Genzyme Corp. v. Cobrek Pharms., Inc., No. 10 C 112 (N.D. Ill. Feb. 17, 2011) (Dow, J.).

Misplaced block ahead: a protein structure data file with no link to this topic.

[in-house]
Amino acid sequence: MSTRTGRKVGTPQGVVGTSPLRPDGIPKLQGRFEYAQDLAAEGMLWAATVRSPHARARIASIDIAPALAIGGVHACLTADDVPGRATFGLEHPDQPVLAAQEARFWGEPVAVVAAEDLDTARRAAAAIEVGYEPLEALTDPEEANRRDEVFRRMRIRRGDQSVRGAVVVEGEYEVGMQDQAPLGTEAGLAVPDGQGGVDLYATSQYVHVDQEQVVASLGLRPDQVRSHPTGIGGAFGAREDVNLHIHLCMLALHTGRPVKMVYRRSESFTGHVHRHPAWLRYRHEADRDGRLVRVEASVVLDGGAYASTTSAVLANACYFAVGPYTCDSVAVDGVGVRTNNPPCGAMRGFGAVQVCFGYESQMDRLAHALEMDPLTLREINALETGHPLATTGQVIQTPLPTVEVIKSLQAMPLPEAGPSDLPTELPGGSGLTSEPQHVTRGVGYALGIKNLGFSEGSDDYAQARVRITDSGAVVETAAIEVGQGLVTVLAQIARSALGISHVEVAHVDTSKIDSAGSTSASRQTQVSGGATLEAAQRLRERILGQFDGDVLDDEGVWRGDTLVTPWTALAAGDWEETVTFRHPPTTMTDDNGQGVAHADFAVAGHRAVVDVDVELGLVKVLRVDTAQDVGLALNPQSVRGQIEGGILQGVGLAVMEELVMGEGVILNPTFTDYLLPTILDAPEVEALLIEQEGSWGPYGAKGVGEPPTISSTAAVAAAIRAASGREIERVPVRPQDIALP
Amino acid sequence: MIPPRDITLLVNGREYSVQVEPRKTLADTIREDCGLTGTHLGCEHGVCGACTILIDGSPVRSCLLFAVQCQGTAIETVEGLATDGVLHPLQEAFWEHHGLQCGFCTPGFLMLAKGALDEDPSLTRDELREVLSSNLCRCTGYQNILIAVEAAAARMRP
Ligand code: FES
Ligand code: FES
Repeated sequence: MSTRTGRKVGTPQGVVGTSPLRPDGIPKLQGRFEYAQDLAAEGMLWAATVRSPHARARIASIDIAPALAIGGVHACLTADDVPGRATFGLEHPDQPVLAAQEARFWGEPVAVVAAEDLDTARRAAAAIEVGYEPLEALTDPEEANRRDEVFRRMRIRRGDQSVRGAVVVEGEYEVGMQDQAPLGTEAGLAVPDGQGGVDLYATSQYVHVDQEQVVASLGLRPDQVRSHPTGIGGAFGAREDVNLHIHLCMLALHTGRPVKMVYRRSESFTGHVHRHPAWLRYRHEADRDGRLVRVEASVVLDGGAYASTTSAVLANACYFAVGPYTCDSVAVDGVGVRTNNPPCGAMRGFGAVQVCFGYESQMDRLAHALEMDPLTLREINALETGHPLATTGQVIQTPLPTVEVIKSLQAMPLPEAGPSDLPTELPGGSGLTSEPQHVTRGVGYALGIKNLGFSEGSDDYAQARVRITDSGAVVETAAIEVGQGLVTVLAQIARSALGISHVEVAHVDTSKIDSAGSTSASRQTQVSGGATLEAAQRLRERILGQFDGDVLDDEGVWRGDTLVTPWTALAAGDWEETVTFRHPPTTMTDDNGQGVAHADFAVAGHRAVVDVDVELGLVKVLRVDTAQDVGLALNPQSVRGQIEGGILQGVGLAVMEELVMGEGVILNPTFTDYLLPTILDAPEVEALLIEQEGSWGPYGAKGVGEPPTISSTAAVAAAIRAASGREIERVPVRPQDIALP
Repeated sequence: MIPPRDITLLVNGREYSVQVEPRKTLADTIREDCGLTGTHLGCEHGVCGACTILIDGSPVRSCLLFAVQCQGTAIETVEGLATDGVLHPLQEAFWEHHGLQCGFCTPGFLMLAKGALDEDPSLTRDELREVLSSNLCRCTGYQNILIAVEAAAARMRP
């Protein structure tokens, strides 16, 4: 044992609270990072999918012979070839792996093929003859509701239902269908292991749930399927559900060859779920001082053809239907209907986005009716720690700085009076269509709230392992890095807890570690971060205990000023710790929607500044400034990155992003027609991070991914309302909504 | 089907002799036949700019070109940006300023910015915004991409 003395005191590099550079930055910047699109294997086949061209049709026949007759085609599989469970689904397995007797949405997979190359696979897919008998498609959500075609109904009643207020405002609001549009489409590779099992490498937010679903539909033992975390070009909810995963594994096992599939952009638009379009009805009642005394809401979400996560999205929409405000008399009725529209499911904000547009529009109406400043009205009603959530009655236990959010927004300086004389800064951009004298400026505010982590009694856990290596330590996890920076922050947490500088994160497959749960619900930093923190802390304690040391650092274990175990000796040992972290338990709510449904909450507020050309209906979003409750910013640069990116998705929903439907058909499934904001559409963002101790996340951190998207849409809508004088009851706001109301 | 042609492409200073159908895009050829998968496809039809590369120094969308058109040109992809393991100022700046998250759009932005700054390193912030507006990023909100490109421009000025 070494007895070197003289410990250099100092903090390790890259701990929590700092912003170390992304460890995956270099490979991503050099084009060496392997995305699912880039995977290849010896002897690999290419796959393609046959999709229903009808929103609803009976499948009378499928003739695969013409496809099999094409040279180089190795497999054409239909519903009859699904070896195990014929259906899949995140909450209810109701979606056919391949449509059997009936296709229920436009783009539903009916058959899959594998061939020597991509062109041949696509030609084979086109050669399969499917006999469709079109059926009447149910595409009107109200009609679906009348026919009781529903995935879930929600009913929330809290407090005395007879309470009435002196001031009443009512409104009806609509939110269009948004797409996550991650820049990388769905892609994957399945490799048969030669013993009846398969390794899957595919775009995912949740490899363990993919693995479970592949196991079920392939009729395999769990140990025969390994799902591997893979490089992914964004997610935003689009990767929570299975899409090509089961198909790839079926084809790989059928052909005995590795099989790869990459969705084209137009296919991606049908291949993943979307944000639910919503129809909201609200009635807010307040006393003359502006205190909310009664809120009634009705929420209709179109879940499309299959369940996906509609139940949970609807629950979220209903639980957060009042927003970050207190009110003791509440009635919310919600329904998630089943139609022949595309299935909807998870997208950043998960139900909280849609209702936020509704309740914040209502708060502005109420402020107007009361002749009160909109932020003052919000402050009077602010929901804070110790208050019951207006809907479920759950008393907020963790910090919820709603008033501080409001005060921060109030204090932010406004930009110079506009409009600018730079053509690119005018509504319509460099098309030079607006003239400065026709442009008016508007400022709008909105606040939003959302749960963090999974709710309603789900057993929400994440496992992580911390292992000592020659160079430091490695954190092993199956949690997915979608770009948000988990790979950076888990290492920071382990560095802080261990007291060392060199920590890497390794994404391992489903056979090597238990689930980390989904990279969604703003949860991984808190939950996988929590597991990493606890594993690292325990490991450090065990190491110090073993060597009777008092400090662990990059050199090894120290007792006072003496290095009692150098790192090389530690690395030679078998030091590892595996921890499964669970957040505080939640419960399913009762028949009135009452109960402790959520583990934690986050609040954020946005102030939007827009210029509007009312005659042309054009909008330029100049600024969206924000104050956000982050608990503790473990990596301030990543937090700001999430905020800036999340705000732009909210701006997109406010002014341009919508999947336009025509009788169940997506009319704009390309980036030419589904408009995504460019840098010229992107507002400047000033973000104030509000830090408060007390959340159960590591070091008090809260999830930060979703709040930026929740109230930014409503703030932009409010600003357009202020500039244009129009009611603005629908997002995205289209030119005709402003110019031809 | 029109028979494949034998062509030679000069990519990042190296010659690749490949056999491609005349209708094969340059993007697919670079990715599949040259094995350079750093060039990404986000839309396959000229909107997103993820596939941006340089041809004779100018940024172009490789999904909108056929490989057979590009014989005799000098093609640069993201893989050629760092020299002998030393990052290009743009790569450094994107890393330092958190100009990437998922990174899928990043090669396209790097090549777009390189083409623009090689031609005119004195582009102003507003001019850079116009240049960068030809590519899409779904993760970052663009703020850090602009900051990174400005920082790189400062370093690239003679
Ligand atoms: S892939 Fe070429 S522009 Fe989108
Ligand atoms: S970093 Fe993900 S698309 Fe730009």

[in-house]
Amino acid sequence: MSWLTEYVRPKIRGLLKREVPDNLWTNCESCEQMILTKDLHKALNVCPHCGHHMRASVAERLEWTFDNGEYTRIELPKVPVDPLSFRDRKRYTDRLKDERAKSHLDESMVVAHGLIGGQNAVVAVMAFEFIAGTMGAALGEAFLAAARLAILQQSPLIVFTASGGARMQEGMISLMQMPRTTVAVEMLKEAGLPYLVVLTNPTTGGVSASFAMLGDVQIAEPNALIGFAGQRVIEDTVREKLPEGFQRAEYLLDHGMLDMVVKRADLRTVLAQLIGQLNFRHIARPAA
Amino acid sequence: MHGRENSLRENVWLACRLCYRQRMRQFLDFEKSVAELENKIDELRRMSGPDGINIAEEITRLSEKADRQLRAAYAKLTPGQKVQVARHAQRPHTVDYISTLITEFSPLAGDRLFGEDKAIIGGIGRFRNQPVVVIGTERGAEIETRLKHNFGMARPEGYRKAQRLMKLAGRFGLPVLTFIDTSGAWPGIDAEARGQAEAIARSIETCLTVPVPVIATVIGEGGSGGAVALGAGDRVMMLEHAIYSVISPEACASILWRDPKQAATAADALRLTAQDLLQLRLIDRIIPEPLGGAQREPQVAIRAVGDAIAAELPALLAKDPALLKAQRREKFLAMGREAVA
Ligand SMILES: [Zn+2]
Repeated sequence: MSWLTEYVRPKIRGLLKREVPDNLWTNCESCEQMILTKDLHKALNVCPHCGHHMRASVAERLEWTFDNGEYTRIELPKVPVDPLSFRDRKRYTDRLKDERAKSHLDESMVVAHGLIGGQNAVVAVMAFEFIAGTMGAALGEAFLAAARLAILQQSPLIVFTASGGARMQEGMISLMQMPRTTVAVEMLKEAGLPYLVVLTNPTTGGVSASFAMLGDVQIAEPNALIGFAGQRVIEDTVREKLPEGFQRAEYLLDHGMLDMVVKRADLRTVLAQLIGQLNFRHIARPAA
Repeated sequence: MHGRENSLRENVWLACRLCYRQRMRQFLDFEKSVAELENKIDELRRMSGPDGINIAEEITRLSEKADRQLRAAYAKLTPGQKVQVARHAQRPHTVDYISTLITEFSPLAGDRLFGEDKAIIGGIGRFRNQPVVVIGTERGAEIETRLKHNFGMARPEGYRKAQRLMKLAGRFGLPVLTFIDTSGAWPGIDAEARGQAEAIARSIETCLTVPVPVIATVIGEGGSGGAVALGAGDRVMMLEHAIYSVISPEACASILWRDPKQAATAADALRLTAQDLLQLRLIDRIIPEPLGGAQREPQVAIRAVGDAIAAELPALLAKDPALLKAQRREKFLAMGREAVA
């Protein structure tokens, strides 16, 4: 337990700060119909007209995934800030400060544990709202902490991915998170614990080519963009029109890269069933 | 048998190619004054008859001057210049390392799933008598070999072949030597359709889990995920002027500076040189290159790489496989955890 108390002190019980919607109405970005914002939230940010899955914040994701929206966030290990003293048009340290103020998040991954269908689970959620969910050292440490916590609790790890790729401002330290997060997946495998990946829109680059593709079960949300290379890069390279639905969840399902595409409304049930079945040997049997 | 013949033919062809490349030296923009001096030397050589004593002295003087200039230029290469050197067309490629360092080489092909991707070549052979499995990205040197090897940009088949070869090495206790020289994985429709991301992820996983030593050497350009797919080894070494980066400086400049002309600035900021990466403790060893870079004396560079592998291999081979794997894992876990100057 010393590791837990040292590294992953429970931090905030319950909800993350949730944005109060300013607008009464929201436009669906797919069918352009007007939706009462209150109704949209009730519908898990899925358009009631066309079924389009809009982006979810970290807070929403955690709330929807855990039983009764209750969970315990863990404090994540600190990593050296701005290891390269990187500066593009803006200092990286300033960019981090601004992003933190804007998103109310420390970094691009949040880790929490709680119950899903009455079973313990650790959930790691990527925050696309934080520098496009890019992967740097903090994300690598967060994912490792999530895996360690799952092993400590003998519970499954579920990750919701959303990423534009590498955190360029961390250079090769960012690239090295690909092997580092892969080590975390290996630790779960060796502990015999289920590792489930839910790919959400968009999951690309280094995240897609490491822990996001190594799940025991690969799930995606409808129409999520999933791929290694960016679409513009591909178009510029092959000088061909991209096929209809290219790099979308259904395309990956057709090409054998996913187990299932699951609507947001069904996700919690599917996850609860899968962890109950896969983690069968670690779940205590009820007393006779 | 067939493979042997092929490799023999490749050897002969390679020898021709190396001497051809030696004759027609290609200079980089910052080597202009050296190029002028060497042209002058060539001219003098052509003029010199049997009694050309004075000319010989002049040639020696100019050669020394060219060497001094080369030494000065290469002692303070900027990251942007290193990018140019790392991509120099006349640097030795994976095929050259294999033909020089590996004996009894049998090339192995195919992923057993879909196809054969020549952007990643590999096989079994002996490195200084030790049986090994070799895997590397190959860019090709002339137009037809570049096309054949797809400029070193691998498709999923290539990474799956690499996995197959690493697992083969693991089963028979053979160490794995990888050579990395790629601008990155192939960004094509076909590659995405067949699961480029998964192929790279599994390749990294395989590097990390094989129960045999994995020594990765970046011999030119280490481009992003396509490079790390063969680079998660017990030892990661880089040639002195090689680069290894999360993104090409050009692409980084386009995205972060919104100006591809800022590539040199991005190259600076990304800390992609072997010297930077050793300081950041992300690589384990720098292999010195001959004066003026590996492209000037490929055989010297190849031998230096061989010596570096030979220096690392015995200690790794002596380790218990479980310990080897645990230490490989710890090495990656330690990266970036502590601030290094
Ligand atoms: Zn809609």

Judge Dow used the Court’s inherent power to grant plaintiff Genzyme’s motion to stay the case pending the reexamination of Genzyme’s patent related to its pharmaceutical drug Hectorol. The Patent Office had already issued an Office Action rejecting all of Genzyme’s claims. The Court also noted that reexams were valuable, during the initial stages of a case, because they either remove an issue for trial, when claims are rejected, or focus the issue by providing the Court with the PTO’s expert view on the claim issues. The Court noted that in this case only limited discovery had occurred — no depositions had been taken — and a trial date had not been set. Finally, it was the Defendant that filed the reexamination request and then opposed the motion to stay. And to the extent that the delay created by a stay would harm the Defendant, that was mitigated by the fact that the case(s) had already been pending for three years.